Je vous parlais il y a quelques temps dans cet article de l’acharnement stupide des majors du disque et du cinéma contre le P2P. A cette époque, il s’agissait de Kazaa. Kazaa a finalement presque été détruit (qui l’utilise encore?). Mais pour eux, ce n’était pas suffisant car les internautes (j’ai pas dit "les pirates"!) ont trouvé entre temps un nouveau système de P2P bien plus efficient que Kazaa: BitTorrent. BitTorrent offre un avantage, la très grande vitesse des téléchargements, et possède un inconvénient majeur, à savoir l’impossibilité de faire une recherche globale sur le réseau (on doit télécharger depuis un lien sur un site). Mais le torrent était vraiment rapide, à tel point que ce protocole a bouffé a lui seul plus de 30% de la bande passante mondiale! Alors les connards… euh pardon les majors, ont décidé de fermer les sites de torrents. Et ben ils ont été efficaces, c’est une vrai hécatombe… en quelques jours ils ont fermé tous les gros sites, ils ont tué le réseau et le protocole. C’est un peu comme quand on fait une autodafée, on détruit, ben là c’est ce qu’ils ont fait. Heureusement, il nous reste notre bon vieux eDonkey, mais pour combien de temps encore ?
Je vous présente donc ici quelques news significatives des évènements de ces derniers jours. Vous verrez à quel point tout cela s’est succédé rapidement. C’est la guerre éclair…
Tout d’abord, la traduction française du message d’adieu publié par les fondateurs de SuprNova.org. Vous trouverez la version originale plus bas.
En Tête Ratatium.org
C’est un grand coup dur pour les amateurs de BitTorrent. Après la fermeture forcée de Youceff suite aux actions entreprises par la MPAA, c’est cette fois-ci le plus célèbre des sites de liens BitTorrent qui fait tomber le rideau. SuprNova.org n’est plus, et ne sera plus, comme l’explique l’équipe qui l’animait.
Salut à tous,
Comme vous l’avez probablement remarqué, nous avons souvent eu des coups de moins bien. C’était parce que c’était si difficile de garder le site en ligne ! Mais à présent nous sommes désolés de tous vous informer que SuprNova tel que nous le connaissons tous ferme pour de bon. Nous ne savons pas si SuprNova va revenir, mais il ne va certainement plus héberger de liens torrent. Nous en sommes vraiment désolés, mais il n’y avait pas d’autres solutions, nous avons tout essayé. Merci à vous tous qui nous avez aidé, en donnant des sites miroirs ou autre chose, en uploadant et en "seedant" les fichiers (terme technique pour désigner la mise à disposition des fichiers sur le réseau BitTorrent, ndlrt) , en aidant les gens sur IRC sur le forum, en faisant connaître SuprNova auprès de vous. C’est un jour triste pour chacun d’entre nous. S’il vous plaît visitez SuprNova de temps en temps pour avoir les dernières informations sur ce qui se passe et savoir s’il y a quoi que ce soit de nouveau à rapporter.
Puisque nous souhaitons maintenir la belle communauté que nous avons créée, nous gardons les forums et les serveurs IRC ouverts.
Merci à tous et au revoir !
Sloncek et le reste de l’équipe de SuprNova.
Mais peut-être que tout cela vous laisse froid ? Vous êtes du côté des majors, ou alors vous ne connaissez pas vraiment la question. Dans le premier cas, vous êtes irrécupérable ;-) et dans le second, je vous conseille de lire ceci: les majors du disque s’en prennent à la Croix Rouge.
La petite histoire: la Croix Rouge australienne est financée en partie par Sherman Network, l’entreprise ayant créé le célèbre Kazaa, premier réseau P2P jusqu’à il y a peu. C’est pas bien ça de frayer avec les méchants pirates ! Bouh…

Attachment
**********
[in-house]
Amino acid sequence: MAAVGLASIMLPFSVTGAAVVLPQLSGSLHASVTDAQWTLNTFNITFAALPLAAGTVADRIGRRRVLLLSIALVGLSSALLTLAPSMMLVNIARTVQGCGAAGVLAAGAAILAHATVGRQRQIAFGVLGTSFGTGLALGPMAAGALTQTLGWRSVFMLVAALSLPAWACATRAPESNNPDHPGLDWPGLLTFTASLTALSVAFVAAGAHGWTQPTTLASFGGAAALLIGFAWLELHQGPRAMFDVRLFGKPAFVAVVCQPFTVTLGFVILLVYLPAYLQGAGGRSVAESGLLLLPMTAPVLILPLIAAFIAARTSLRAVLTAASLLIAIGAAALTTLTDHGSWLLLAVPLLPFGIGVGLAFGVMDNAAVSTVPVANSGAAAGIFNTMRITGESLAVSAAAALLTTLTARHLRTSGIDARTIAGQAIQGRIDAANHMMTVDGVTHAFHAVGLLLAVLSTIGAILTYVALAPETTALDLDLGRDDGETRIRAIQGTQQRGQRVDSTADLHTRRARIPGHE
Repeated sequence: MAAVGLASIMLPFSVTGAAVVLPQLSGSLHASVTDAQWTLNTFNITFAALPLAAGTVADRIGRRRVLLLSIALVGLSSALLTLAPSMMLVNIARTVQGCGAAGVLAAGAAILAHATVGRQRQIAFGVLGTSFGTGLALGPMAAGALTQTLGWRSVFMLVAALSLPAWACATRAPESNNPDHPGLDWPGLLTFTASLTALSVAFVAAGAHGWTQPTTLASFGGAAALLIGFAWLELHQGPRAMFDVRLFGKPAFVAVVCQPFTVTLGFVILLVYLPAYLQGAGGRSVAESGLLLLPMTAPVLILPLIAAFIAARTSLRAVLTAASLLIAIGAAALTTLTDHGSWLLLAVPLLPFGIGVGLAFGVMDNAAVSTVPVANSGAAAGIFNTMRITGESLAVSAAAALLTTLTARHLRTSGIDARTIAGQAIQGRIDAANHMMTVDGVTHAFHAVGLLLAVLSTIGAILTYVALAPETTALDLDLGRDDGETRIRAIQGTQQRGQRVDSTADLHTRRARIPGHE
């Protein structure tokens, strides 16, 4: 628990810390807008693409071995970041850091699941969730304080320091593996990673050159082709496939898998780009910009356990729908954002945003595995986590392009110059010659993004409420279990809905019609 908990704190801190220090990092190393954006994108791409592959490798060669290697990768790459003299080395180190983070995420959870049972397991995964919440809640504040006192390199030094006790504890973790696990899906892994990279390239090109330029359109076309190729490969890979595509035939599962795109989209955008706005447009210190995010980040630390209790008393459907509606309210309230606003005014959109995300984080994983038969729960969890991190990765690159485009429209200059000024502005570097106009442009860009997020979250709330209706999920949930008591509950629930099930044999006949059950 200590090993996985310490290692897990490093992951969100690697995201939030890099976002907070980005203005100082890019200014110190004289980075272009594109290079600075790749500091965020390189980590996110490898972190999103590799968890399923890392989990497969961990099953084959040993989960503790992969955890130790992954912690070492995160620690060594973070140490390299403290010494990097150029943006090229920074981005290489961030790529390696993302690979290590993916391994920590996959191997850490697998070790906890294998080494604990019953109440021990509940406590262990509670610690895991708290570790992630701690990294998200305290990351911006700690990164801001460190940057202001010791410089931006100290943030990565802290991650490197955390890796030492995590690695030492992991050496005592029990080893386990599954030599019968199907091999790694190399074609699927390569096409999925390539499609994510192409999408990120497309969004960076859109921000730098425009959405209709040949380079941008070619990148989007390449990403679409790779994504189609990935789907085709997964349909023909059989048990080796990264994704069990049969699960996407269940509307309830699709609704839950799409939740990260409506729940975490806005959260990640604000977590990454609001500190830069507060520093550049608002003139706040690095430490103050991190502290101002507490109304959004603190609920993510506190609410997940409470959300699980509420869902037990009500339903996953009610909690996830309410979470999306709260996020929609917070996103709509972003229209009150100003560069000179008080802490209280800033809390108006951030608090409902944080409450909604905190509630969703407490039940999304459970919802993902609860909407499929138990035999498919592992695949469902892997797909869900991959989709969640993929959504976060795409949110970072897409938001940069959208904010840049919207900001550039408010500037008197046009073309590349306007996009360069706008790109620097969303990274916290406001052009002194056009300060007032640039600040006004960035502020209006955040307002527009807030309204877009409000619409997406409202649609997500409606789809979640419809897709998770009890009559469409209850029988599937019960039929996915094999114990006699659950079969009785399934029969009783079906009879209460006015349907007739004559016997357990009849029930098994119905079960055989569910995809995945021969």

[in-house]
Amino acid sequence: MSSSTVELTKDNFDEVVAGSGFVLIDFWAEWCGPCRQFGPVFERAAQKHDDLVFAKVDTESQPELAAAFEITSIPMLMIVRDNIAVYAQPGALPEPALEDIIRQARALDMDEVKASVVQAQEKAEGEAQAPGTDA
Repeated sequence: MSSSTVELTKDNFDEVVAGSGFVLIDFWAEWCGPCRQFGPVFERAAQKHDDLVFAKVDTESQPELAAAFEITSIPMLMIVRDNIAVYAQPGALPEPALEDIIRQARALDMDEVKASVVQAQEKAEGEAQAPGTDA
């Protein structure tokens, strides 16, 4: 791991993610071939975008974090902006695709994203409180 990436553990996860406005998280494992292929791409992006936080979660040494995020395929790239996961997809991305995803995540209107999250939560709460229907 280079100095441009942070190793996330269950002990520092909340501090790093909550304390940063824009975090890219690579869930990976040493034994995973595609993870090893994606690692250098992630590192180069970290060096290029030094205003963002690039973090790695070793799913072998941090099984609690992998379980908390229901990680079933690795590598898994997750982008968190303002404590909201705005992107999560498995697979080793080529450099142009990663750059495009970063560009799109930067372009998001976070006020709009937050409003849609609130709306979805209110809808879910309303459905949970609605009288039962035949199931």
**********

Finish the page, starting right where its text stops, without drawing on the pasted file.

Voilà les news de la semaine concernant le P2P, dans la langue de Shakespeare:
Chronique d'une mort annoncée...
A. Record Industry Sues 754 for Internet Song Swaps
A recording industry trade group said Thursday that it has filed another wave of lawsuits against 754 people it suspects of distributing songs over the Internet without permission. The Recording Industry Association of America has now sued more than 7,000 people for distributing its songs over "peer to peer" networks like eDonkey and Kazaa, in an effort to discourage the online song copying that it believes has cut into CD sales. The RIAA typically settles copyright infringement suits for around $5,000 each. Despite more than a year of headline-grabbing lawsuits, peer-to-peer use has not declined. An average of 7.5 million users were logged on to peer-to-peer networks in November 2004, up from 4.4 million in November 2003, according to the research firm BigChampagne. The four major labels – Vivendi Universal, Sony BMG Music Entertainment, EMI Group Plc and privately held Warner Music – have recently begun to license their songs to a new generation of online services as a way to slash distribution costs and reach out to fans. But recording-industry officials remain at loggerheads with software makers like Grokster and Morpheus that allow users to freely copy their songs. "With legal online retailers still forced to compete against illegal free networks, the playing field remains decidedly unbalanced," said RIAA president Cary Sherman in a statement.Courts so far have declined to declare peer-to-peer software makers like Grokster and Morpheus illegal because, like a photocopier, they do not permit copyright infringement but merely make it possible. The Supreme Court will hear the entertainment’s case against Grokster and Morpheus in March. The latest round of lawsuits included students at Columbia University, the University of Pennsylvania, Old Dominion University and Virginia Commonwealth University. Under pressure form the RIAA, many schools have taken steps to limit file sharing and at least 20 schools give students free access to industry-sanctioned download services like Roxio Inc.’s Napster. The RIAA does not yet know the names of those it has sued, only the numerical addresses used by their computers. The trade group typically finds out suspects’ identities from their Internet service providers during the legal proceedings.